BUSINESS
June 5, 1985
The Massachusetts secretary of state's office, which last week issued a cease-and-desist order against the sale of a Silver Screen limited partnership offering by E. F. Hutton & Co., announced a settlement with Silver Screen requiring the reimbursement of $4.8 million in sales and interest payments to 700 Massachusetts investors. The partnership, designed to raise film financing for Walt Disney Productions, raised more than $150 million nationwide.
OPINION
February 15, 2014
Re "History lessons, with popcorn," Opinion, Feb. 12 Zach P. Messitte is spot-on regarding the influence that films with historical backgrounds have on today's college students. Since 1991 I've been teaching at USC's School of Cinematic Arts. I've witnessed many changes there, both in technology and student attitudes, particularly when a historical incident is adapted into a film. In my generation I saw how films like "Apocalypse Now" and "The Deer Hunter" affected American audiences regarding Vietnam.
OPINION
February 6, 2014
Re "Better history through storytelling," Opinion, Feb. 3 Nicholas Meyer thinks that "no one learns history (or civics, remember them?) anymore. " He blames the "dismantled" school system and says movies that are based on history but alter facts are picking up the slack. The same complaint appeared in the New York Times - on April 4, 1943, in an article with the title, "Ignorance of U.S. History Shown by College Freshmen. " It reported that only 25% of the students knew that Abraham Lincoln was the president during the Civil War and that only 15% knew where Portland, Ore., was. In 1930, Thomas Briggs of Columbia Teachers College reported that high school students had no idea who Solon was and were unable to define the Monroe Doctrine.
NEWS
February 5, 2014 | By Jay Jones
Couples and singles are sure to find romance in the air in Sin City on Valentine's weekend kicking off on Feb. 14, a Friday. Cupid may be loading his arrows during a “Date-A-Thon” at The D , downtown Las Vegas' newest hotel-casino. From 6-9 p.m. on Feb. 14, the resort hopes to break the record for the world's largest speed dating event. Each participant will “date” 24 people for three minutes apiece in hopes of finding a mate. The event is free, but pre-registration  is required.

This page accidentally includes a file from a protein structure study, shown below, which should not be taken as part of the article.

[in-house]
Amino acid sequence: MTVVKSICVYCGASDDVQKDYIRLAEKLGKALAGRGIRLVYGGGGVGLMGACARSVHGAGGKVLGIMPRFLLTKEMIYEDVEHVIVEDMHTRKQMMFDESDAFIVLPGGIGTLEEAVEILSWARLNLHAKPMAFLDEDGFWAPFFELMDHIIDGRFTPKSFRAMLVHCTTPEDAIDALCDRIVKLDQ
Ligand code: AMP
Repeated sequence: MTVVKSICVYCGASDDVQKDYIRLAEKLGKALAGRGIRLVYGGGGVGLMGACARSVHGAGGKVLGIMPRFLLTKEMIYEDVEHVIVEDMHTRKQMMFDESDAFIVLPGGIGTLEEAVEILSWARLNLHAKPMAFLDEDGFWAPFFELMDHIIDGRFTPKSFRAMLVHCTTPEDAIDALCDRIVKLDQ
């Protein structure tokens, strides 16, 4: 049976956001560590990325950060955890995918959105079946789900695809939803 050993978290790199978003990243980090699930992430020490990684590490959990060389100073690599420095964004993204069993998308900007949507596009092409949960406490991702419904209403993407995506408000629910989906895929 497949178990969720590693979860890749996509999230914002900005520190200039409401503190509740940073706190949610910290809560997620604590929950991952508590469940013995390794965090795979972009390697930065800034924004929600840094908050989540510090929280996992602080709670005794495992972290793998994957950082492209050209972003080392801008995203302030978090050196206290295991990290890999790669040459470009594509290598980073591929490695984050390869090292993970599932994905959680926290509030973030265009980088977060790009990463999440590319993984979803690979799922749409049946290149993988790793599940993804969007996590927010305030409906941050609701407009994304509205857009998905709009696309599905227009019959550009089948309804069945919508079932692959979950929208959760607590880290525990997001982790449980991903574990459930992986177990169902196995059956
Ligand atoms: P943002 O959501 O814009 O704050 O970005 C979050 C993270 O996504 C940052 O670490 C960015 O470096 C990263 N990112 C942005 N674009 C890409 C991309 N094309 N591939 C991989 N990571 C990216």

AUTOS
May 14, 2013 | By David Undercoffler
Even the casual car fan s who helped push "The Great Gatsby" to a $51.1-million opening weekend probably noticed the Duesenberg Model J driven by Leonardo DiCaprio's title character. The more chronologically inclined car fans may have also noticed that despite the book and film taking place in 1922, the bright-yellow Duesenberg was built in 1929. Such an oversight is common with films that are set in a particular time when a car may match the general period but not the actual dates.
ENTERTAINMENT
March 8, 2013 | By Holly Myers
In "Double Feature," his first exhibition with Honor Fraser, Mario Ybarra Jr. explores the probably universal impulse toward cinematic identification, playing with the ways in which we project ourselves into the roles we encounter on the silver screen - or the flickering pixels of late-night television, as the case may be. The work is not especially subtle. In "Transformer, " a short video projected in the back gallery, the artist offers a decidedly hammy performance combining elements of "An American Werewolf in London" with Michael Jackson's "Thriller . " A series of large, occasionally garish self-portraits in the front room depicts Ybarra in the iconic roles of Dr. Jekyll, Mr. Hyde, the Invisible Man, and the Creature from the Black Lagoon.
ENTERTAINMENT
February 15, 2013 | By Betsy Sharkey, Los Angeles Times Film Critic
I abhor violence. As a rookie police reporter years ago I saw the damage guns, knives, broken bottles, metal pipes, hands - humans - can inflict. From the terrifyingly premeditated to the unfortunately accidental, those images still have the power to shake me to the core. They will never leave me. I don't, however, believe the movies are to blame for these acts. As good as Hollywood is at reimagining the intrinsic brutality that roams our streets, burrows into twisted minds, plays havoc with our world, nothing I've seen in movies comes close to what I witnessed firsthand.
OPINION
December 26, 2012
Re "Firm lobbies, wins state work," Dec. 23 Deloitte Consulting invested (the polite term) $2.2 million in the California political system over the last 10 years and has won contracts worth more than $540 million over that time. Hundreds of millions of those dollars were for projects that were either over budget or abandoned. Deloitte's chump-change investment earned a return of at least 24,545%. To those voters who think public financing of elections is too expensive, I say, think again.